529 Withdrawal FAQs

You’ve done a great job of saving for your child’s college education with a 529 plan.  You’ve made contributions and kept an eye on the account’s growth over the years, and now you’re ready to start withdrawing funds.  You have questions!  Here are the answer to the questions most frequently asked by parents as they prepare to withdraw funds from the plan to pay tuition. 


1. How much do I withdraw?   

The amount of your child’s qualified education expenses for the year is the maximum you can draw out tax-free.  If you qualify for the American Opportunity Tax Credit, which is $4,000, that amount will be deducted from the amount you can withdraw.  If you don’t qualify for that deduction, then you can take the full amount of your qualified education expenses.


2. When do I withdraw the money?

You must take withdrawals in the same calendar year the qualified expenses are paid.  Toward the end of the year, it’s important to add up your bills and do a catch-up withdrawal if your expenses are greater than the total you’ve withdrawn.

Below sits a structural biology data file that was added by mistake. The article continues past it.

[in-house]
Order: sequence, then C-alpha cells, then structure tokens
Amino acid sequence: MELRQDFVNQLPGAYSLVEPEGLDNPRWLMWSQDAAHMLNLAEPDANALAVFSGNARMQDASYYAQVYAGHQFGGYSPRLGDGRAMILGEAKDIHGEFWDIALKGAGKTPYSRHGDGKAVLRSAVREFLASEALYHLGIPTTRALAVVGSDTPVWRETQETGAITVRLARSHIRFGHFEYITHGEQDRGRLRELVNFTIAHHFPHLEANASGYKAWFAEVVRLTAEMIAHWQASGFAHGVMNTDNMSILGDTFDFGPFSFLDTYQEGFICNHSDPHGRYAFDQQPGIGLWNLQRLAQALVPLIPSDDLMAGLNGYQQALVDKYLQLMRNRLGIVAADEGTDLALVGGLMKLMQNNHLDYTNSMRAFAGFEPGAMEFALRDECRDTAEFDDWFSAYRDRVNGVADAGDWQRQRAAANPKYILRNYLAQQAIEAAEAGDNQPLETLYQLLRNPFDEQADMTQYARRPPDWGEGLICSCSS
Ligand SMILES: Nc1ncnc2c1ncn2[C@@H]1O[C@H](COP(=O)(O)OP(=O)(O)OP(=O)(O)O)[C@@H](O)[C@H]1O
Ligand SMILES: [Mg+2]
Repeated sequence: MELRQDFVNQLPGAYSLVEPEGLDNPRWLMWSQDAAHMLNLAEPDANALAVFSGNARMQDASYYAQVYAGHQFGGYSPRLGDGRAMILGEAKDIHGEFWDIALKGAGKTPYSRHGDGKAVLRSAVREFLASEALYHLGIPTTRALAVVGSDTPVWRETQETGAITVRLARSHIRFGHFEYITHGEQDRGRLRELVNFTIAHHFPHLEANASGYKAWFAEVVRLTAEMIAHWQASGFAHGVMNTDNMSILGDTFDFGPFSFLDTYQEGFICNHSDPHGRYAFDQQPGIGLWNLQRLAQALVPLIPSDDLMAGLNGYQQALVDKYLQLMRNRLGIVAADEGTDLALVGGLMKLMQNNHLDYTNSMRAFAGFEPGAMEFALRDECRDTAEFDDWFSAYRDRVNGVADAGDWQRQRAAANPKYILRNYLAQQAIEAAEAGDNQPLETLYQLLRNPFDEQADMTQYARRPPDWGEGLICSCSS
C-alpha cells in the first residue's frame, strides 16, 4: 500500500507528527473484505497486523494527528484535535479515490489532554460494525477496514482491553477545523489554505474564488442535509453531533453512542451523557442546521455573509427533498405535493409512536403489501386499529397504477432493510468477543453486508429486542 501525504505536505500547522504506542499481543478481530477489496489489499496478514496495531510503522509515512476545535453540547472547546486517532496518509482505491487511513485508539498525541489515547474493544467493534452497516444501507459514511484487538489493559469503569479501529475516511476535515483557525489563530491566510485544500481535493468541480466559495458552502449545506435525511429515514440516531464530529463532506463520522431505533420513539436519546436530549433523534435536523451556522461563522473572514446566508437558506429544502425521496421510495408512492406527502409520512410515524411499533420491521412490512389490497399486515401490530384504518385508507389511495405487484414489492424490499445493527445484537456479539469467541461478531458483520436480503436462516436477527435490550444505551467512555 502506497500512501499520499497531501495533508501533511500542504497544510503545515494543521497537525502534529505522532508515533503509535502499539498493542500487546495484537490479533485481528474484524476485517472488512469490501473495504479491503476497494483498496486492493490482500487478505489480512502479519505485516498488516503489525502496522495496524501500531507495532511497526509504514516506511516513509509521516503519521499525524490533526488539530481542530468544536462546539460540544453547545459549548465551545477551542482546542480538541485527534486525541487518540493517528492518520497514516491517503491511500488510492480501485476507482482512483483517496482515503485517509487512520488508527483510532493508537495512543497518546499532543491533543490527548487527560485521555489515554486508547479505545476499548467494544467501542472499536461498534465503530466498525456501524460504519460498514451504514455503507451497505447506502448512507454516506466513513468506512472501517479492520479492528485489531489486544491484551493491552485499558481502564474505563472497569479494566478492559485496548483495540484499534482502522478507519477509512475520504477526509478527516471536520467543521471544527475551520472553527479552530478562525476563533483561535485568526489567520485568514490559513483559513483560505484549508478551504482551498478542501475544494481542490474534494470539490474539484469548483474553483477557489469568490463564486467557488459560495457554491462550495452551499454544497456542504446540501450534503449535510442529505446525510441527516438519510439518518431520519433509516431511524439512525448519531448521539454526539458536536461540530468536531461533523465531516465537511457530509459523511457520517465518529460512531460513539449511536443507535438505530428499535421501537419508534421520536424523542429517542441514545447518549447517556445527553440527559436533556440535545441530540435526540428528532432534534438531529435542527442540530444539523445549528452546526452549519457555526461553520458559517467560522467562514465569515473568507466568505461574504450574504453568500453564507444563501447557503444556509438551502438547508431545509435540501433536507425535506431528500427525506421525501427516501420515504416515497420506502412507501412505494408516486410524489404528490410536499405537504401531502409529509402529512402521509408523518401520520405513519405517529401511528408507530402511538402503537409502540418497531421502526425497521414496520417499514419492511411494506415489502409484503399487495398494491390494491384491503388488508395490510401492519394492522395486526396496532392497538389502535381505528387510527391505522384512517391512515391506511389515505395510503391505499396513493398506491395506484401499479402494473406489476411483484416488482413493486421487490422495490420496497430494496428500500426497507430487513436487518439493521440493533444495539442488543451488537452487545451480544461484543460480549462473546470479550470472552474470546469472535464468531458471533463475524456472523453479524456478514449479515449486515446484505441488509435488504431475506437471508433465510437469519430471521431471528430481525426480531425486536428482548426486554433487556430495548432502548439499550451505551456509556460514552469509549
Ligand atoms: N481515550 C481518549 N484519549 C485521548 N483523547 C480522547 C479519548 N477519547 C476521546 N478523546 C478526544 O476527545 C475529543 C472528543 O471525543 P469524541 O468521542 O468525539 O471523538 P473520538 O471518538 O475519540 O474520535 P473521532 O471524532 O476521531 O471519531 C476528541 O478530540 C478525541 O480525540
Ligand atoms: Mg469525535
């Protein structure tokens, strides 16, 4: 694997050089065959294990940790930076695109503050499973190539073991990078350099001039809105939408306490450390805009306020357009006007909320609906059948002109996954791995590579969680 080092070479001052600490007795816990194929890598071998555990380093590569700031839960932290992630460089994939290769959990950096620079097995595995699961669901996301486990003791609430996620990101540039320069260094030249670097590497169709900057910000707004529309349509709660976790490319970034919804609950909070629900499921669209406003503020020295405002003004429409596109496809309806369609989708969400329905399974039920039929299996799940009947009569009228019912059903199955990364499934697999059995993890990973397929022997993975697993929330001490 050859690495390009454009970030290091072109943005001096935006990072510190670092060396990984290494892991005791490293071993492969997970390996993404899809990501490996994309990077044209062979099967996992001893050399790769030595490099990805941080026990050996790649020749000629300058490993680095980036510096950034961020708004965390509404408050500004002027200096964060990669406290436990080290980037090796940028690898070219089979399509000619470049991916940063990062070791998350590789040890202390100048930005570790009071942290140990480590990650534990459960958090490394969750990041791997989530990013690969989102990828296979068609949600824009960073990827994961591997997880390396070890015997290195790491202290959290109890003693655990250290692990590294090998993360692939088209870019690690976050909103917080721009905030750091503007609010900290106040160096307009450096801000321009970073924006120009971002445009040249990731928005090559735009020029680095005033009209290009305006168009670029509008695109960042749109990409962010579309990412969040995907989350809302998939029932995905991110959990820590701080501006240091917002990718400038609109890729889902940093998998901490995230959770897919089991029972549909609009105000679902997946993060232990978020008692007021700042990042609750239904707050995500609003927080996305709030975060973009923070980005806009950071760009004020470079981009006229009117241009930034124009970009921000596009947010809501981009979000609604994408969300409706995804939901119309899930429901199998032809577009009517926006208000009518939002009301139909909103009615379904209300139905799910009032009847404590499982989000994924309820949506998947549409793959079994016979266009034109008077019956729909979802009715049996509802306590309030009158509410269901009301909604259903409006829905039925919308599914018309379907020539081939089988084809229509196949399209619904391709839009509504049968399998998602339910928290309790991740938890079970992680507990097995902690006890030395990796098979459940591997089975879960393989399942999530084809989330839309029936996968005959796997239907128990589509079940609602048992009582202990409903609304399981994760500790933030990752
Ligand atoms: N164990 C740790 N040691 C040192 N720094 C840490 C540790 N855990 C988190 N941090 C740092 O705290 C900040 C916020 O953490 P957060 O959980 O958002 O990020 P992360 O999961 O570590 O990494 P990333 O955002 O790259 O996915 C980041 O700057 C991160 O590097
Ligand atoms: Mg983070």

3. Who receives the distribution?

Checks can be made out to the account owner, the beneficiary, or the beneficiary and the college jointly. 


4. How do scholarships work with 529 withdrawals?

You must pay taxes and a 10% penalty on non-qualified distributions.  If you wind up with an excess distribution due to your child receiving a scholarship, you must still pay taxes on the excess amount, but the penalty is waived. 


5. What if there’s still money in the account after my child graduates?

If you have money left over after graduation, you can hold on to it in case your child decides to go to graduate school.  You can also transfer it to another close relative of the original beneficiary or use it yourself for qualified education expenses, like taking a foreign language or gardening class at a community college or any other school that’s eligible to receive 529 funds.


If you decide to transfer the account to another relative, you will have to pay taxes if you skip a generation.  If you make a grandchild the beneficiary, you can avoid taxes by paying tuition directly to the school; however, in this case, the tax exemption applies to tuition only.  Books, room and board, and other qualified expenses will be taxable. 


Take the same care with the distribution of your 529 plans that you used to save and grow the resources that help prepare your child for the next phase of life.  

Sandra Cleveland

Sandra Cleveland

Sandra Cleveland CFP®, CCPS is a Partner and Wealth Manager at BCR Wealth Strategies.